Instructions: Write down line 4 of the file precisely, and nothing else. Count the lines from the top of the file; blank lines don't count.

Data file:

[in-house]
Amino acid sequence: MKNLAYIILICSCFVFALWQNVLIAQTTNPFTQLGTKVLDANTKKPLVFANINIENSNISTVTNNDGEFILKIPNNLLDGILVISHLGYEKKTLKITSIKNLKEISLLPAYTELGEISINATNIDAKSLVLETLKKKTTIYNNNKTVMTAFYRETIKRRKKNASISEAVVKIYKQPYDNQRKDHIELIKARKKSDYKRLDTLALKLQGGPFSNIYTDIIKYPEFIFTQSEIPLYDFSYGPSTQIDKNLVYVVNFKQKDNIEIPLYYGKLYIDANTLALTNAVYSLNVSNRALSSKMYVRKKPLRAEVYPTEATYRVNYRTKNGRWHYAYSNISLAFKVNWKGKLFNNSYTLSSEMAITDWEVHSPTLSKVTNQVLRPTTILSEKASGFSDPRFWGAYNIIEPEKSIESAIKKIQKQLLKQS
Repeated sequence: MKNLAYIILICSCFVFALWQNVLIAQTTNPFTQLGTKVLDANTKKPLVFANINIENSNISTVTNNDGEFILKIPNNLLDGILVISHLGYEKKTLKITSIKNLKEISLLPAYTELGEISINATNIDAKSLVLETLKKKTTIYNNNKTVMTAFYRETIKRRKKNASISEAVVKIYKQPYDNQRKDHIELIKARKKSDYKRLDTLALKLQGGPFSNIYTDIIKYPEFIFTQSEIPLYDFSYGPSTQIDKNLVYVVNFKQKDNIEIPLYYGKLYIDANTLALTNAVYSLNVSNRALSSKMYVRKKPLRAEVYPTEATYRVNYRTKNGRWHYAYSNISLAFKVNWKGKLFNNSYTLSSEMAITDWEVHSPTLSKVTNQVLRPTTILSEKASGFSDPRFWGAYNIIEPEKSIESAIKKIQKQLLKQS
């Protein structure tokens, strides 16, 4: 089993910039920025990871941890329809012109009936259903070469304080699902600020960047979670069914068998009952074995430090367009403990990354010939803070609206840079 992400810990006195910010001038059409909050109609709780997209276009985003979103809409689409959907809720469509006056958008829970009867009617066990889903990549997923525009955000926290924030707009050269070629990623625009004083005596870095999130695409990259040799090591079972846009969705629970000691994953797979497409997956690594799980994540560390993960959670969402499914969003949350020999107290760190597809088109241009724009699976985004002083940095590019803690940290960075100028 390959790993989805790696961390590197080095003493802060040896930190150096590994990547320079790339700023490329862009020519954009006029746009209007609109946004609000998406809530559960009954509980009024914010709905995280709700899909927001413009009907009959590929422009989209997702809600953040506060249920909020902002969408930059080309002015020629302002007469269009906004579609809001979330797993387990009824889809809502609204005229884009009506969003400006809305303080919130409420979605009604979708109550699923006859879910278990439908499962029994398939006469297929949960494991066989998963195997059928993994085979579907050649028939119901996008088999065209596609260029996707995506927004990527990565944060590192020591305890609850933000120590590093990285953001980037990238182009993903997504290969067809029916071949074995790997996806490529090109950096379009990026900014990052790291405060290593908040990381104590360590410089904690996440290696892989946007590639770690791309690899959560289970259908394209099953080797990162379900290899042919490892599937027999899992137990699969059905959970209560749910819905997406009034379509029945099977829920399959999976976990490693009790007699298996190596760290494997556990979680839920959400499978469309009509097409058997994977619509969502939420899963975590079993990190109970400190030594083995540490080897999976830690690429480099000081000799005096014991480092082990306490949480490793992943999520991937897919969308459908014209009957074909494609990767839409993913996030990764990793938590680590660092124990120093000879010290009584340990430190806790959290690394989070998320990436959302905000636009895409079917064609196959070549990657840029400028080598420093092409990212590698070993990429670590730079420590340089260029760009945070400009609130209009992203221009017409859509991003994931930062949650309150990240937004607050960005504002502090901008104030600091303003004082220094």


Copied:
């Protein structure tokens, strides 16, 4: 089993910039920025990871941890329809012109009936259903070469304080699902600020960047979670069914068998009952074995430090367009403990990354010939803070609206840079 992400810990006195910010001038059409909050109609709780997209276009985003979103809409689409959907809720469509006056958008829970009867009617066990889903990549997923525009955000926290924030707009050269070629990623625009004083005596870095999130695409990259040799090591079972846009969705629970000691994953797979497409997956690594799980994540560390993960959670969402499914969003949350020999107290760190597809088109241009724009699976985004002083940095590019803690940290960075100028 390959790993989805790696961390590197080095003493802060040896930190150096590994990547320079790339700023490329862009020519954009006029746009209007609109946004609000998406809530559960009954509980009024914010709905995280709700899909927001413009009907009959590929422009989209997702809600953040506060249920909020902002969408930059080309002015020629302002007469269009906004579609809001979330797993387990009824889809809502609204005229884009009506969003400006809305303080919130409420979605009604979708109550699923006859879910278990439908499962029994398939006469297929949960494991066989998963195997059928993994085979579907050649028939119901996008088999065209596609260029996707995506927004990527990565944060590192020591305890609850933000120590590093990285953001980037990238182009993903997504290969067809029916071949074995790997996806490529090109950096379009990026900014990052790291405060290593908040990381104590360590410089904690996440290696892989946007590639770690791309690899959560289970259908394209099953080797990162379900290899042919490892599937027999899992137990699969059905959970209560749910819905997406009034379509029945099977829920399959999976976990490693009790007699298996190596760290494997556990979680839920959400499978469309009509097409058997994977619509969502939420899963975590079993990190109970400190030594083995540490080897999976830690690429480099000081000799005096014991480092082990306490949480490793992943999520991937897919969308459908014209009957074909494609990767839409993913996030990764990793938590680590660092124990120093000879010290009584340990430190806790959290690394989070998320990436959302905000636009895409079917064609196959070549990657840029400028080598420093092409990212590698070993990429670590730079420590340089260029760009945070400009609130209009992203221009017409859509991003994931930062949650309150990240937004607050960005504002502090901008104030600091303003004082220094």